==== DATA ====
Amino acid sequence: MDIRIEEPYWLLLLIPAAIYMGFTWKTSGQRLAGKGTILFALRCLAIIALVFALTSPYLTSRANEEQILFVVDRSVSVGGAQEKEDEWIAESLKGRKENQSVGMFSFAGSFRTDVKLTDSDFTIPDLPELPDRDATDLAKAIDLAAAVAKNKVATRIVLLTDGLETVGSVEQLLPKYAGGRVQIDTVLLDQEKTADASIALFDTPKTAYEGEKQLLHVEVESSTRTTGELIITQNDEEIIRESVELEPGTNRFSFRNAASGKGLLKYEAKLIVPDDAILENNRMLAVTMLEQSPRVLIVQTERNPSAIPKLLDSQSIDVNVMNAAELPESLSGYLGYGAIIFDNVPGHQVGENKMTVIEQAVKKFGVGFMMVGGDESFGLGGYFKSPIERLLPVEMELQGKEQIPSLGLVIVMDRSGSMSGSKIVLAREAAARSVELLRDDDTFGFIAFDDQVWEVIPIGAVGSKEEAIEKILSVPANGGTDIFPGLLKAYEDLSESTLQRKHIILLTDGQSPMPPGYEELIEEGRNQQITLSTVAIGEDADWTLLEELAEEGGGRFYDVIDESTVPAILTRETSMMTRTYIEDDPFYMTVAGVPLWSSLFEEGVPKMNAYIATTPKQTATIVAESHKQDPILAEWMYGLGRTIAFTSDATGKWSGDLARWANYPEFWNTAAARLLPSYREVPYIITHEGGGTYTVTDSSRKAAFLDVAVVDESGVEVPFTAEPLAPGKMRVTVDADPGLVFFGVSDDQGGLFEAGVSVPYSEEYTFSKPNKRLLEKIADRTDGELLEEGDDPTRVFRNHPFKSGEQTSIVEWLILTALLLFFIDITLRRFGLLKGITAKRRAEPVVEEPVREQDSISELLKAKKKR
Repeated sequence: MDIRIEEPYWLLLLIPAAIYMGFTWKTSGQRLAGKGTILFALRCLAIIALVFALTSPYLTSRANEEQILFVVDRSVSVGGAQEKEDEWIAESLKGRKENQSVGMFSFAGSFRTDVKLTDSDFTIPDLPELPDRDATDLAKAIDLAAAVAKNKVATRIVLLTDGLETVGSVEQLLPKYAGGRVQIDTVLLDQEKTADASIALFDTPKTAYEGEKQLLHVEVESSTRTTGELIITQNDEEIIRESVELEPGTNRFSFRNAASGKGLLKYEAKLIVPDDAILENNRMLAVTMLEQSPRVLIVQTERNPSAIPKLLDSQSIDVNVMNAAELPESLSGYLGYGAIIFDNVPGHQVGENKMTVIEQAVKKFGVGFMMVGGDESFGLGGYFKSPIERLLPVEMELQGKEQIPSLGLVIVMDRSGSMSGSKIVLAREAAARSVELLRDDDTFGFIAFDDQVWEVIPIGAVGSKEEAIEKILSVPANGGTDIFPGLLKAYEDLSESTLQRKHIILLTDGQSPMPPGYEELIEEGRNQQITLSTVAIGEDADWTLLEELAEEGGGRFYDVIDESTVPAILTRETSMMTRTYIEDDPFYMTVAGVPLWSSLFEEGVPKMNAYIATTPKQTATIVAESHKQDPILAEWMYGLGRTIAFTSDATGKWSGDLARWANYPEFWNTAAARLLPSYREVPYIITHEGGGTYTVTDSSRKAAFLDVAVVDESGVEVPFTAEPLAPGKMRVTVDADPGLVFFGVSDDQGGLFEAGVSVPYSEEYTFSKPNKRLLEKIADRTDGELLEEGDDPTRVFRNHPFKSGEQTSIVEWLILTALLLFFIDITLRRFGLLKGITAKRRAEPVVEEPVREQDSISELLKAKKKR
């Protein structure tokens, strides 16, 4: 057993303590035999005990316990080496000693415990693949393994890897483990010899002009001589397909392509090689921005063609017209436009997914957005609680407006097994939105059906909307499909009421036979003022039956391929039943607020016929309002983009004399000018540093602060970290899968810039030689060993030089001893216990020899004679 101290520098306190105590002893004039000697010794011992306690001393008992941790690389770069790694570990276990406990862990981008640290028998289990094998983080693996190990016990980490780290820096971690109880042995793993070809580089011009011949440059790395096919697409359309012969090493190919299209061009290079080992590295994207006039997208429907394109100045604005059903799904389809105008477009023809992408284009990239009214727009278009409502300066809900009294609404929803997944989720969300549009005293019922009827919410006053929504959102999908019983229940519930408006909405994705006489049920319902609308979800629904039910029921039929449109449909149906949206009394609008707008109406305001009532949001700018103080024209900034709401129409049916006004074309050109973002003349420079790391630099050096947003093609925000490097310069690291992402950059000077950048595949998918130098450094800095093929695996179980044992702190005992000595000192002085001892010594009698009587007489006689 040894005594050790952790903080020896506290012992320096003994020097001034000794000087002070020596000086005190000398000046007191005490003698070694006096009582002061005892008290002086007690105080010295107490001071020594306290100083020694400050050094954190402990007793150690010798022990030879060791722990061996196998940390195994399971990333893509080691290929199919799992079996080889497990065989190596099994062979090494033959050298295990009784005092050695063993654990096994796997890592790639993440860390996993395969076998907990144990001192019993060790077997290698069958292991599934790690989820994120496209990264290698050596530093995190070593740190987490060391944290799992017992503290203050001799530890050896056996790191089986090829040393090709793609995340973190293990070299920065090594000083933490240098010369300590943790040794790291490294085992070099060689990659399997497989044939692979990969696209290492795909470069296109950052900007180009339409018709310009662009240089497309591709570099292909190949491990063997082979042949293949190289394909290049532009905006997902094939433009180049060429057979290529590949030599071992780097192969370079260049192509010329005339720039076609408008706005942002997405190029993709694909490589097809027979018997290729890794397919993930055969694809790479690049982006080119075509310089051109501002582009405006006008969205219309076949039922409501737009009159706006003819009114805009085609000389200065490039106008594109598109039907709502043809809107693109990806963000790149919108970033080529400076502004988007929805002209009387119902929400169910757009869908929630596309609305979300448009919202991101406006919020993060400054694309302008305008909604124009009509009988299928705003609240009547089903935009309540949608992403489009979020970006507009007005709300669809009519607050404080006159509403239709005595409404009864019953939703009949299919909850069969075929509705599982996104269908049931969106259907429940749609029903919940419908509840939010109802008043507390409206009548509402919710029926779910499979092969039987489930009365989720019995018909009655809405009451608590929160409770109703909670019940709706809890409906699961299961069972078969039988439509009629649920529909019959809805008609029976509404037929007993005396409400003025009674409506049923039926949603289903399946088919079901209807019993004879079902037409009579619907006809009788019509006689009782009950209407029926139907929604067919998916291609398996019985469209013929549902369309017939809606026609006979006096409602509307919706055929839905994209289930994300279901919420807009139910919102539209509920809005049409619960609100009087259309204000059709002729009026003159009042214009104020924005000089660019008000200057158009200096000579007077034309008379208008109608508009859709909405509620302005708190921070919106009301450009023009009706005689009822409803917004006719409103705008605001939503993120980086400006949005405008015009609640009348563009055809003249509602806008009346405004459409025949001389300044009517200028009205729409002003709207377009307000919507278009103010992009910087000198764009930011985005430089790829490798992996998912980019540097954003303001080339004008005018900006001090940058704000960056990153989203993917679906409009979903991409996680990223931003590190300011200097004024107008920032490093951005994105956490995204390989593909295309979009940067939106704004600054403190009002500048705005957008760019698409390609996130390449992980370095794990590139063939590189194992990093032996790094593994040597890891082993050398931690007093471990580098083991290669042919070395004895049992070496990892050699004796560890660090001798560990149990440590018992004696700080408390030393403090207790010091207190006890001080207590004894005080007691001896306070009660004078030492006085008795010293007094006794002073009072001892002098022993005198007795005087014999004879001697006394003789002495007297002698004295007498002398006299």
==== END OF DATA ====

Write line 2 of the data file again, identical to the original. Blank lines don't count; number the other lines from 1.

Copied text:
Repeated sequence: MDIRIEEPYWLLLLIPAAIYMGFTWKTSGQRLAGKGTILFALRCLAIIALVFALTSPYLTSRANEEQILFVVDRSVSVGGAQEKEDEWIAESLKGRKENQSVGMFSFAGSFRTDVKLTDSDFTIPDLPELPDRDATDLAKAIDLAAAVAKNKVATRIVLLTDGLETVGSVEQLLPKYAGGRVQIDTVLLDQEKTADASIALFDTPKTAYEGEKQLLHVEVESSTRTTGELIITQNDEEIIRESVELEPGTNRFSFRNAASGKGLLKYEAKLIVPDDAILENNRMLAVTMLEQSPRVLIVQTERNPSAIPKLLDSQSIDVNVMNAAELPESLSGYLGYGAIIFDNVPGHQVGENKMTVIEQAVKKFGVGFMMVGGDESFGLGGYFKSPIERLLPVEMELQGKEQIPSLGLVIVMDRSGSMSGSKIVLAREAAARSVELLRDDDTFGFIAFDDQVWEVIPIGAVGSKEEAIEKILSVPANGGTDIFPGLLKAYEDLSESTLQRKHIILLTDGQSPMPPGYEELIEEGRNQQITLSTVAIGEDADWTLLEELAEEGGGRFYDVIDESTVPAILTRETSMMTRTYIEDDPFYMTVAGVPLWSSLFEEGVPKMNAYIATTPKQTATIVAESHKQDPILAEWMYGLGRTIAFTSDATGKWSGDLARWANYPEFWNTAAARLLPSYREVPYIITHEGGGTYTVTDSSRKAAFLDVAVVDESGVEVPFTAEPLAPGKMRVTVDADPGLVFFGVSDDQGGLFEAGVSVPYSEEYTFSKPNKRLLEKIADRTDGELLEEGDDPTRVFRNHPFKSGEQTSIVEWLILTALLLFFIDITLRRFGLLKGITAKRRAEPVVEEPVREQDSISELLKAKKKR